As we observe the impeachment vote taking place on the floor of the House of Representatives, it is worth noting that Tuesday’s public hearing before the House Rules Committee was the best public impeachment hearing yet. There is one reason why. Congressman Jamie Raskin—a brilliant constitutional lawyer who is as sharp as any Democrat in U.S. politics—was superb in explaining the core rationale for impeachment: that Trump’s assaults on the Constitution represent a clear and present danger to American democracy.
Raskin’s performance—both his message and his manner of delivery—ought to be the touchstone of everything that follows in this impeachment. Had this performance, rather than the more narrow and sedate demeanor of Adam Schiff, set the tone from the start, the Democrats would be in a much stronger place than they are right now in the proverbial “court of public opinion.” Indeed, I fear that Democrats have already squandered precious opportunities to broaden and extend the political exposure and indictment of Trump. I also fear that Pelosi’s narrow and rushed impeachment strategy will empower the Republican-controlled Senate to control the process moving forward, handing Trump a public relations victory. But Raskin’s testimony offered some hope that a powerful public case might yet be made.
While Raskin is a legal scholar who speaks with knowledge and precision, he also articulates, and enacts, a passionate commitment to defending constitutional democracy against its attackers. He is not a prissy and formalistic rule-follower, but a political agent who is both partisan and principled, not afraid to stand up to the situation, which is why he seems to have the respect of his Republican adversaries in a way that Schiff does not. He upholds House rules, the constitutional separation of powers, and the law. Still, he speaks like a citizen, engaging both his House colleagues and citizenry at large and might even persuade some of those as yet undecided.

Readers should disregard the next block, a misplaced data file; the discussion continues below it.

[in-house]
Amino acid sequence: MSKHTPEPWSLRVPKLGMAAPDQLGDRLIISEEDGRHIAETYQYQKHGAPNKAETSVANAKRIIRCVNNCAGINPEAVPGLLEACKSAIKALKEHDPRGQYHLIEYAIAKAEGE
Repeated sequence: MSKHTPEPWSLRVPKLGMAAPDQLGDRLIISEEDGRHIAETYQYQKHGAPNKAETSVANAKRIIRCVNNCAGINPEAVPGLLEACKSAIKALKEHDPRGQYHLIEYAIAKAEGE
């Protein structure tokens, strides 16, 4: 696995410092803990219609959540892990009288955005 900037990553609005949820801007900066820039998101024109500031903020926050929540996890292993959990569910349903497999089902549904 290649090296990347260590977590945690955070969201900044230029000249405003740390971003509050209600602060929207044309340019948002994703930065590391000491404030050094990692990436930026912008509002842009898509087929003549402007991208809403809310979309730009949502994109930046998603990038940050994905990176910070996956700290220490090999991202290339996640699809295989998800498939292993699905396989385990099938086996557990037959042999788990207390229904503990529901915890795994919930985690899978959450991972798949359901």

At only one moment did Raskin fail fully to seize the opportunity presented by Republican questioning—when asked about Jerrold Nadler’s 1998 statement echoed this summer by Nancy Pelosi, that impeachment is too grave a matter to be partisan and therefore must be a bipartisan effort. A partisan impeachment, it was asserted, is necessarily divisive and illegitimate, and the current impeachment, it was observed, is clearly partisan.
Raskin’s answer was clever. He admitted that Americans have been suffering from partisanship and rancor for three years, but rightly noted that the source of this rancor is not the Democrats but Trump himself. And, he went on, for precisely this reason, the current situation we face is much more serious than Clinton’s lies about Monica Lewinsky in 1998, and demands impeachment.
The rejoinder was powerful. The rejoinder was powerful. Unfortunately, Raskin missed the chance to deliver the dagger by throwing partisanship in the face of the Republicans, and by forcefully asserting that the reason no Republicans are supporting impeachment is simply their cravenness, a cravenness that is so serious that it has even led long-important Republicans to distance themselves from the party, or even leave it. These Republicans constitute a significant bloc of impeachment supporters even if they are alienated from their party and have no voice in Congress.
Congressional Republicans disingenuously pretend that this bloc does not exist, refusing to acknowledge the extent to which their party has become thoroughly Trumpified. It is unfortunate that Democrats have not sought to make this a major talking point. For the public at large needs to understand the extent to which McCarthy and McConnell and Jordan and Graham represent a hyper-partisan sect more than they do a party.
The Trumpists claim that impeachment is the handiwork of the “radical left” that has taken over the Democratic party. The notion that Pelosi and Schiff are members of the “radical left” is laughable. But equally absurd is the notion that it is only Democrats who support impeachment.
Exhibit A appeared in Tuesday’s New York Times: a piece co-authored by George Conway III, Steve Schmidt, John Weaver, and Rick Wilson, entitled “We Are Republicans and We Want Trump Impeached: The president and his enablers have replaced conservatism with an empty faith led by a bogus prophet.”